Why Some Companies Will Experience a Quick Recovery (and Others Won’t)

Michele Warg
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The VP of Operations still had no idea how to plan for 2009. Communication from the top was as clear as mud. The company budget was supposed to be finalized by year’s end -- yet still no word. News drifted out of the executive suite that the management team was still trying to sort things out. As a result, this usually confident, successful, motivated leader had no idea what to do. Feeling badly when members of his team stopped into his office, all he could do was shrug and tell them, “I’ll let you know when I know!” The hangover from last year’s economic meltdown is difficult to shake. Many firms have done the hard stuff, cutting expense and revving up sales activities. That helps. But many managers in today’s organizations still seem paralyzed as everyone waits around for the economy to improve. How can we end such paralysis and move on to position our companies for growth and prosperity in 2009? We’ve first got to remember that, no matter how uncertain the times, we need to be in constant touch with our teams, keeping them in the loop and making them feel included in the discussion. Even if we don’t have all the answers, we have to continue to engage. And don’t be fooled when your people smile at you as you walk down the hallway. Back in their offices they’re still in a fog! Many today just aren’t sure what to do. This lack of direction is an energy drain. Many employees, at whatever the organizational level, may feel personally happy to have survived but that doesn’t mean you’ve lit a fire under them, either. So how can you keep your people focused and moving forward on high priorities? It isn’t easy when so many things are out of your control. There’s the budget of course but also so many events in your industry, as well as a longer sales cycle, and debt restructuring, and deals that fall through. Still, the greatest asset, by far the most important factor in your success, will be you, and your ability to lead. In my experience working with top leaders over the years in a wide range of industries, the best aren’t just smart business people, they communicate as leaders. I’m not talking about presentation skills per se but rather the skill to motivate and inspire a team. Purpose and passion are the keys. Your own purpose and passion attracts others and gets them excited about what they are doing. When people feel energized and creative, there is no telling what they can do. Purpose is essential to the success of our companies because when people work with purpose they accomplish great things. In fact, they long for purpose – to know that what they do really matters. As a leader, when you conduct your own work with purpose and passion, you connect others to that purpose, igniting their creativity, creating optimism, and voila, causing good things to happen. You don’t have to have all the answers. You just need to be available to discuss the questions and provide some direction. People need to hear from you more than ever in these rough times. You know this is true because you’ve worked in organizations before where there’s been a vacuum of information. “During reorganization,” one manager told me, “many members of our staff were kept in the dark about where the department was going. As a result, there was a lot of anxiety and many started looking for new jobs out of fear.” What is the result when there is too little communication? Key talent departs. Projects can go off track. Deals don’t get made. Misunderstandings arise, and misgivings, and misfires. As we begin 2009, people are longing for leaders who they can believe in. They don’t want false hope or phony speeches. They just want the opportunity to do valuable work. If people can make a contribution, they will in turn feel valued. That means that right now your most important job may be to show them what they can do to make a difference. In today’s business world, these types of skills are a “must have.” So if you do not see this as one of your strengths, begin to focus on it. Many talented, smart business executives have been passed over simply because they lacked this “soft” skill. You may have risen up to your present position because you can get things done but to be put into a position of true leadership, you must also be able to communicate, motivate and inspire. How can you get connected to your own purpose and passion so that true leadership will become one of your strengths? Ask yourself these questions: • What do I really enjoy about the work that I do? • Why does this work matter to me? • What are the outcomes or impact of this work on others? • When do I feel the greatest sense of satisfaction? • If I were talking to my best friend about what I love about my job, what would I say? • What would our customers, clients and others say is the best thing about our company? When you reconnect with your own purpose and passion, your energy attracts others and invites them to engage as well. In times like these, leaders with a powerful purpose and passion for what they do are able to build strong, motivated teams. Here are a few tips to engage your team: • Clarify you own mission and purpose • Get in touch with your passion • Communicate that to your team • Connect personally – walk around, meet with people • Make the conversation about them • Praise, recognize and reward their efforts • Empower people • Talk about big ideas • Make plans that are big and bold Even if you believe you’ve communicated with purpose and passion – keep going. People need to see and hear it again and again. Especially in times like these, leaders who keep people focused on the prize will be the ones who get their companies on the shortest, and quickest, path to recovery. Suzanne Bates is author of Motivate Like a CEO: Communicate your Strategic Vision and Inspire People to Act! (McGraw Hill 2009) and the best-seller Speak Like a CEO: Secrets for Commanding Attention and Getting Results. President and CEO of Bates Communications, www.bates-communications.com she also writes The Power Speaker Blog www.thepowerspeakerblog.com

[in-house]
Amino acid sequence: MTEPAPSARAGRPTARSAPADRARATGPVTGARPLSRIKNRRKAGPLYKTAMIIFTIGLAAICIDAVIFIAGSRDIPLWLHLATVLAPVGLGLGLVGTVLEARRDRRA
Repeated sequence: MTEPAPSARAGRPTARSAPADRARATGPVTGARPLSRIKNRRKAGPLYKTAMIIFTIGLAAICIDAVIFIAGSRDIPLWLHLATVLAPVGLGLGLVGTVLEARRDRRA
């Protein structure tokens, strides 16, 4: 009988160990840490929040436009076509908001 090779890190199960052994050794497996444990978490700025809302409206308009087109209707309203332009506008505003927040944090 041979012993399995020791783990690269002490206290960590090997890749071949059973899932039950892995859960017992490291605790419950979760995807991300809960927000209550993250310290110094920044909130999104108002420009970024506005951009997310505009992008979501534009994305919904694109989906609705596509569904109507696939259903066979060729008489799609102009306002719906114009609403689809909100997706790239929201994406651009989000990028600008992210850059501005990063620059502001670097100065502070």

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  • Jeanette
    That’s a great post!